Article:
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Postwar Reconstruction in the USA

Welcome to the world of the Future, today!

After over a decade of difficult times (the Great Depression, and then WWII) the US was booming economically. The average family had a disposable income, there was the rise of a new demographic - teenagers, and consumerism went wild.

The population was encouraged to spend like there was no tomorrow, and given the Cold War obsession with the likelihood of an A-Bomb strike by the USSR at any time, it's not surprising that the idea took off. Everything should be NEW! Your life will really be IMPROVED! by that stylish new chair.

We'll be watching some archival films from the fab Prelinger Archives:


Don't let the Prelinger category title of Futurism fool you, there's no ranting F.T. Marinetti, just a bunch of shiningly optimistic American 50's footage.

Art Deco retained an influence in the US after WWII, in particular Streamline Style. The International Style was becoming increasingly important, in particular in urban architecture.

Domestic architecture was to some extent influenced by both Art Deco and the International Style, but there were also other, nationalistic forces at work, particularly after the war.

Frank Lloyd Wright was particularly well known for his opposition to the International Style which he considered to be communist.

Politically, this was a tumultuous time in the US with the McCarthy communist witch-hunts causing deep divisions. The Cold War was at it's peak (the fabulous "Duck and Cover" how-to-survive-an- A-bomb-attack video on Prelinger is from this same era).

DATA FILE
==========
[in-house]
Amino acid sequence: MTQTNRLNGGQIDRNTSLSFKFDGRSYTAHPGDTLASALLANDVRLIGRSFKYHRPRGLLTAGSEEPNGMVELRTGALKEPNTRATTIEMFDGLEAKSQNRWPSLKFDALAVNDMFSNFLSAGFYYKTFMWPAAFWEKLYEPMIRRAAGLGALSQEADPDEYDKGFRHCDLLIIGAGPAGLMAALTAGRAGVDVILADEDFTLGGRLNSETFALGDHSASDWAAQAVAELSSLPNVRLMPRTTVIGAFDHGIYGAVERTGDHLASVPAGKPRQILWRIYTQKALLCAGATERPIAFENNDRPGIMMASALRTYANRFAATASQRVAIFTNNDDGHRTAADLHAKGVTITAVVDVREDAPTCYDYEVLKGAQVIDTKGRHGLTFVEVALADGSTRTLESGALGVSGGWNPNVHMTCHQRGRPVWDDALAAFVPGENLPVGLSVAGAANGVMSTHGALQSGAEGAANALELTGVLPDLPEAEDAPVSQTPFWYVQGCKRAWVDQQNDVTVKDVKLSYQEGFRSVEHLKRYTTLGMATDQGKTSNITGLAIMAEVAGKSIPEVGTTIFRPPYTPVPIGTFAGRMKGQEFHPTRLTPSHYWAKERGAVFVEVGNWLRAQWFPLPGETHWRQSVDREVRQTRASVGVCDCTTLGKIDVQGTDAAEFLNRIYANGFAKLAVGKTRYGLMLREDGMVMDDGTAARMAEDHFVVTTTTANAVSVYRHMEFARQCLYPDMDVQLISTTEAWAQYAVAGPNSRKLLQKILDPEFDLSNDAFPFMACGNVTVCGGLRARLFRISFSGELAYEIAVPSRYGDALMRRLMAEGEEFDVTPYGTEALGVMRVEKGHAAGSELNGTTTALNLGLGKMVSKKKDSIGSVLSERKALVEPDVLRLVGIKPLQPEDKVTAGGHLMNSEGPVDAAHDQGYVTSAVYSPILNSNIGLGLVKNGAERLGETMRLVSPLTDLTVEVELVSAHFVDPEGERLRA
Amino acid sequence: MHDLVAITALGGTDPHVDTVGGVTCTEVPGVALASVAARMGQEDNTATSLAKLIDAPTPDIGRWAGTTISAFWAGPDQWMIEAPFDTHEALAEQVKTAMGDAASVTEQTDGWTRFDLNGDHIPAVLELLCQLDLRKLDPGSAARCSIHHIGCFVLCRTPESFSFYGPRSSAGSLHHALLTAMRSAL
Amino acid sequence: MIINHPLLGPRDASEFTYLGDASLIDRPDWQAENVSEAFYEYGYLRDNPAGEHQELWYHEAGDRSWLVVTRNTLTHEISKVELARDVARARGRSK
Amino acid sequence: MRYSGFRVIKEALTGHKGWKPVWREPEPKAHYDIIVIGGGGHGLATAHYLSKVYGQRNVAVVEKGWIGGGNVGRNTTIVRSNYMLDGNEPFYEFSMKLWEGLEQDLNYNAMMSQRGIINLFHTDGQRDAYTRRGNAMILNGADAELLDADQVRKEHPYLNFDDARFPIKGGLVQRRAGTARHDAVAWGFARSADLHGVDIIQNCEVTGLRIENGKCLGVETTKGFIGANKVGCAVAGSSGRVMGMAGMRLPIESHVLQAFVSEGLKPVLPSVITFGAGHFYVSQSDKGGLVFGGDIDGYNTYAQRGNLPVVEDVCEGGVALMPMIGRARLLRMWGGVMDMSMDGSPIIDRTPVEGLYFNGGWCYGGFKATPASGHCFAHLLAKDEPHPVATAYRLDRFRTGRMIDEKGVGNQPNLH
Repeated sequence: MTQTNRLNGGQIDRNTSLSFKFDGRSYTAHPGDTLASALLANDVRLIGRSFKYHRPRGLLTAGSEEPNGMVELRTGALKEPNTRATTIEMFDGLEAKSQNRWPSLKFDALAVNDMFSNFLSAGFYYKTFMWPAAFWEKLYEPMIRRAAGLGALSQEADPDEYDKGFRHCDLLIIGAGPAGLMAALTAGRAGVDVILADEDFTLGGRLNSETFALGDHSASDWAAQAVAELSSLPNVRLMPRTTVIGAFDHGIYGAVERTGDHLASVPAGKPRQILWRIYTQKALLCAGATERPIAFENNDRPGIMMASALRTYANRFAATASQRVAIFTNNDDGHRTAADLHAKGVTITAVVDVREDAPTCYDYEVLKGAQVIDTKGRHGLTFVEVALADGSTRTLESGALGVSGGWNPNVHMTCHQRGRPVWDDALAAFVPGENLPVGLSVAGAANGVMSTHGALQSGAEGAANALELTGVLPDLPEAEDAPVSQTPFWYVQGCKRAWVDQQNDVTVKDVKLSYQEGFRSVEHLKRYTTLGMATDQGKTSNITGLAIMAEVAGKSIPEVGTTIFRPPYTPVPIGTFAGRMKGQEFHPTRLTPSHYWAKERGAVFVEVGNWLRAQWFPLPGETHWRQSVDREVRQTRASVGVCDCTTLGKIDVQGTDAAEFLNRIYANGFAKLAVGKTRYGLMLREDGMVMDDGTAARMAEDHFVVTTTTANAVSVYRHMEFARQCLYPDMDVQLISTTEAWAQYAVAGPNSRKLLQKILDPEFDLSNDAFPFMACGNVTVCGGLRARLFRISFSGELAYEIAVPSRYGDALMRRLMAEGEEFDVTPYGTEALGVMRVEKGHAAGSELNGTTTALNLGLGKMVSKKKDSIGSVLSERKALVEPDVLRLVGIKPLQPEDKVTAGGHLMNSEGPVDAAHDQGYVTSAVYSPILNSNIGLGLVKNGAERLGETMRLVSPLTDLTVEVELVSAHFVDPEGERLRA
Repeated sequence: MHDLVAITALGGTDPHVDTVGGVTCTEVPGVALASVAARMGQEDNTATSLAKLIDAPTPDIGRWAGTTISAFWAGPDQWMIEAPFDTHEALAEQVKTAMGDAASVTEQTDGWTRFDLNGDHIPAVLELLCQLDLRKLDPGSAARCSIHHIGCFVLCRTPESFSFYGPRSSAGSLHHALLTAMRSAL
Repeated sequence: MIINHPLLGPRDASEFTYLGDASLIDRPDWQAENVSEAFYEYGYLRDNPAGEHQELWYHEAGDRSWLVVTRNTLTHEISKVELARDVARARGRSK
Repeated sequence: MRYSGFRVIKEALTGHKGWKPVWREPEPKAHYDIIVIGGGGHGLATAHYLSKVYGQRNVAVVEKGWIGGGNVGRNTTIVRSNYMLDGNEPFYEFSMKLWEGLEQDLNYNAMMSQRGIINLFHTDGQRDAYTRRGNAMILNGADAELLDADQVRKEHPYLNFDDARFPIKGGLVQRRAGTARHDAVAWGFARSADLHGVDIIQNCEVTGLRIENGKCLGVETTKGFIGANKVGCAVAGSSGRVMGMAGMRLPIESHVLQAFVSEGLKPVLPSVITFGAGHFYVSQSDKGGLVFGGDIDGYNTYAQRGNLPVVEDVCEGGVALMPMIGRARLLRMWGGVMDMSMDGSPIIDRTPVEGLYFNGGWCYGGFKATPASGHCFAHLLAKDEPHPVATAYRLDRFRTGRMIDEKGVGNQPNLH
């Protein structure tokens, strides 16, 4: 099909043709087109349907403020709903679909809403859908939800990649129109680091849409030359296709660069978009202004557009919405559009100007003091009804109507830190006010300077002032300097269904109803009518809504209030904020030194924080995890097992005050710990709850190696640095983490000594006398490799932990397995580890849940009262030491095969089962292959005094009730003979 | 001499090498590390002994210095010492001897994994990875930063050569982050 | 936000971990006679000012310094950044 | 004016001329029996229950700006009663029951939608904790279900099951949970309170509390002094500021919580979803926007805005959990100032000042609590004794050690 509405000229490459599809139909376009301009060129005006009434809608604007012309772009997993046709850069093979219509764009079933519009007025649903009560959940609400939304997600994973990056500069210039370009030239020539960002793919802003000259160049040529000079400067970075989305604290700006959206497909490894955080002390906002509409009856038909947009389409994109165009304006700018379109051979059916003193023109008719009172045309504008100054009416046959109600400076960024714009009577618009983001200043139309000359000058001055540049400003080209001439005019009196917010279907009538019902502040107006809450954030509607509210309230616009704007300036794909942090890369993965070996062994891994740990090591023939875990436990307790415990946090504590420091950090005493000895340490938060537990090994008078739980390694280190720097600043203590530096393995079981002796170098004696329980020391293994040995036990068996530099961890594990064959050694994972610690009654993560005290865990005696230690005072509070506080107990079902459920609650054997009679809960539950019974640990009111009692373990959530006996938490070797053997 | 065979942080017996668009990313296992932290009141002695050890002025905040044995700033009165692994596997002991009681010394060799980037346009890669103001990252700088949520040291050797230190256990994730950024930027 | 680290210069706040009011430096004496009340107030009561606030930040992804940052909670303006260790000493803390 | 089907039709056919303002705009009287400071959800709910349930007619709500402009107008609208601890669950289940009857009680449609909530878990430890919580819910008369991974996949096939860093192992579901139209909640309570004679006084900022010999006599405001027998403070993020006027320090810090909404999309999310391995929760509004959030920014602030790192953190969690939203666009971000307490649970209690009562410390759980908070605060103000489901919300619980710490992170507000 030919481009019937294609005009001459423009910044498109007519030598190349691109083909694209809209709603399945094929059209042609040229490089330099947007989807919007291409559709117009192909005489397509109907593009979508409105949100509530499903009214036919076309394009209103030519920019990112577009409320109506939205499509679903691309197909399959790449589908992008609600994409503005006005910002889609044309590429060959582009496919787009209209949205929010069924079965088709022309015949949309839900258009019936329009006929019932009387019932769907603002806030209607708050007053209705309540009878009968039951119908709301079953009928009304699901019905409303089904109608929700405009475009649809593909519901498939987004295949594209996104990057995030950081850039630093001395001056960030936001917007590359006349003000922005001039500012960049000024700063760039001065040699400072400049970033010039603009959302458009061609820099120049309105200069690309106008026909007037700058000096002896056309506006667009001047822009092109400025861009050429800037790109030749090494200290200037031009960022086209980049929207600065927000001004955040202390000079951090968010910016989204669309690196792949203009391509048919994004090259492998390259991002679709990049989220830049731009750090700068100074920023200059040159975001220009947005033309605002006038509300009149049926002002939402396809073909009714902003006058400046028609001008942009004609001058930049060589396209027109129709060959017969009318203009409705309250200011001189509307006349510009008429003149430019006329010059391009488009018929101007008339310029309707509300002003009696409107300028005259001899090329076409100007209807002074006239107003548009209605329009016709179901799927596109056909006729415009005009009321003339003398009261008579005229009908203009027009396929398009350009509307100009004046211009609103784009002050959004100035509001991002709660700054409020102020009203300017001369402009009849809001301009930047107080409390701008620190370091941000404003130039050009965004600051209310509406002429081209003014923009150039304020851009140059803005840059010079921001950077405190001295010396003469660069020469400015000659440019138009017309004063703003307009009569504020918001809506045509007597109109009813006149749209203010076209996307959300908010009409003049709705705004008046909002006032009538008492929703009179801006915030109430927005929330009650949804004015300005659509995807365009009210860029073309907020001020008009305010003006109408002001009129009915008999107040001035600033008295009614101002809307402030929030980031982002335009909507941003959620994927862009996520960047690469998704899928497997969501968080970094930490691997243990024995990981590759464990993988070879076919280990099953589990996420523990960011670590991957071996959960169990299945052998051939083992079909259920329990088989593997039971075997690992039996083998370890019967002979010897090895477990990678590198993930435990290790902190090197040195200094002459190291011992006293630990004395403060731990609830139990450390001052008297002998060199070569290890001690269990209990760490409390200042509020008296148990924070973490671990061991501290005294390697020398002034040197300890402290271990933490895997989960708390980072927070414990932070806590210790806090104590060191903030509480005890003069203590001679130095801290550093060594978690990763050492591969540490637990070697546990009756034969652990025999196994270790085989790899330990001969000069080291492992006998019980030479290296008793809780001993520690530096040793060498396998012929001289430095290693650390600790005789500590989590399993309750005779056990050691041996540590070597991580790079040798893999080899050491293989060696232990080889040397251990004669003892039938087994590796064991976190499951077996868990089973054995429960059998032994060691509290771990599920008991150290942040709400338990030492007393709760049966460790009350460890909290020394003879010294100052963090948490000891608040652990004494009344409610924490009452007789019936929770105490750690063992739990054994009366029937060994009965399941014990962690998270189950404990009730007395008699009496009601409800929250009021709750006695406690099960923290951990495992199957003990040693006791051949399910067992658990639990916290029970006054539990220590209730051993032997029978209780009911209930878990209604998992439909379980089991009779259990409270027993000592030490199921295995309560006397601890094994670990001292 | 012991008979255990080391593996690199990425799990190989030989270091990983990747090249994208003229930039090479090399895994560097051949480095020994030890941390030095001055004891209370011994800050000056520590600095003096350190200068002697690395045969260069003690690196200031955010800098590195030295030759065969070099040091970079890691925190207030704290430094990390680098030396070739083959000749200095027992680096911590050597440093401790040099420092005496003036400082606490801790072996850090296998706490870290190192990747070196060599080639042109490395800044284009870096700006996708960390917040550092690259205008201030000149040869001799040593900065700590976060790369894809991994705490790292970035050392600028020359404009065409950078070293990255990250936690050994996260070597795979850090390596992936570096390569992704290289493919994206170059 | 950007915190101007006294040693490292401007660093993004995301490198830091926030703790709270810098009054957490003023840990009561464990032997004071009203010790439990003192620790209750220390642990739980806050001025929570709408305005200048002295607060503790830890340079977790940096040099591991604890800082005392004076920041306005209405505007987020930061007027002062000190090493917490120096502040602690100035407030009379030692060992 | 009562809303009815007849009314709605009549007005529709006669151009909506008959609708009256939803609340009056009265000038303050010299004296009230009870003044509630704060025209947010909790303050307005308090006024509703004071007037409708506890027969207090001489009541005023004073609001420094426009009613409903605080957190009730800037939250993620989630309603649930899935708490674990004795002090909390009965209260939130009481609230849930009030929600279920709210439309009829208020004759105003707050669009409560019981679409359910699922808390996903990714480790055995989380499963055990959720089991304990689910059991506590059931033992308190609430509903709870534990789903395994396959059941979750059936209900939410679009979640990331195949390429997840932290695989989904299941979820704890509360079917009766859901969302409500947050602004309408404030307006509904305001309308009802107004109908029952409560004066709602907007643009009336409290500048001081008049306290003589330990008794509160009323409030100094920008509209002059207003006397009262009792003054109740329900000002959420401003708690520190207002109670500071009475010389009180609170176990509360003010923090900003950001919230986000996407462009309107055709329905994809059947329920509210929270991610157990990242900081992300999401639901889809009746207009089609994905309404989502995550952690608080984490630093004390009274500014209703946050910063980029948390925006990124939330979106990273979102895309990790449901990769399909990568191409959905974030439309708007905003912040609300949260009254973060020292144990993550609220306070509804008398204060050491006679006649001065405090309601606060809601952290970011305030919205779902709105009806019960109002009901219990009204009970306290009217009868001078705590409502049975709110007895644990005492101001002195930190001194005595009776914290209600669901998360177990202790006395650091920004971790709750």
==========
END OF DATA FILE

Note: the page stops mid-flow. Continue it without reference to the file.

Ah, but if you're a Consumer, you won't be like those horrid Communists, so Spend! Spend! Spend!

In one film we'll be watching, the "American Look" (1958) claimed to be uniquely and distinctively All-American includes a Barcelona Chair (ironically, by the Bauhaus' Mies van der Rohe, the epitome of the International Style designers so detested by the patriotic FLW) and graphic design and office layouts that look to be straight out of the De Stijl Movement Schroeder House. Perhaps a case of repudiating the principles of the International Style by simply stealing it's designs and calling them American? I guess that's a good lesson in practical Capitalism....

This mass consumerism was held to be just what any loyal American MUST aspire to: "By the way things look as well as the way they perform, our homes acquire new grace, new glamour, new accommodations. Expressing not only the American love of beauty, but also the basic freedom of the American people, which is the freedom of Individual choice".

There was also a feeling that Man had dominated nature: "Engineering the shape and look of machines that change the shape and look of the land itself".

The somewhat kitsch Lounge styles developed in the 1950's. For example, the primitivist Tiki Style which is currently having a bit of a revival as a retro style.


Another Lounge-style that was popular was the Atomic or Space Age Style. Think, the Jetsons, Lost in Space, B-Grade movies about zombies from outer-space, Sputnik-lamps.
www.rotodesign.com/fonts - Some very nice, free retro fonts for PC and Mac

One of my favourite retro sites is the fantabulous Gallery of Regrettable Food: lileks.com/institute/gallery/index.html

On a more serious note, some of the designers who had a big impact in the US at this time included:

Ludwig Mies van der Rohe (1886-1969)

After migrating to the US, Bauhaus Director Mies van der Rohe is said to be the founder of the International Style. Yeah, I know - we've covered him three times now ;)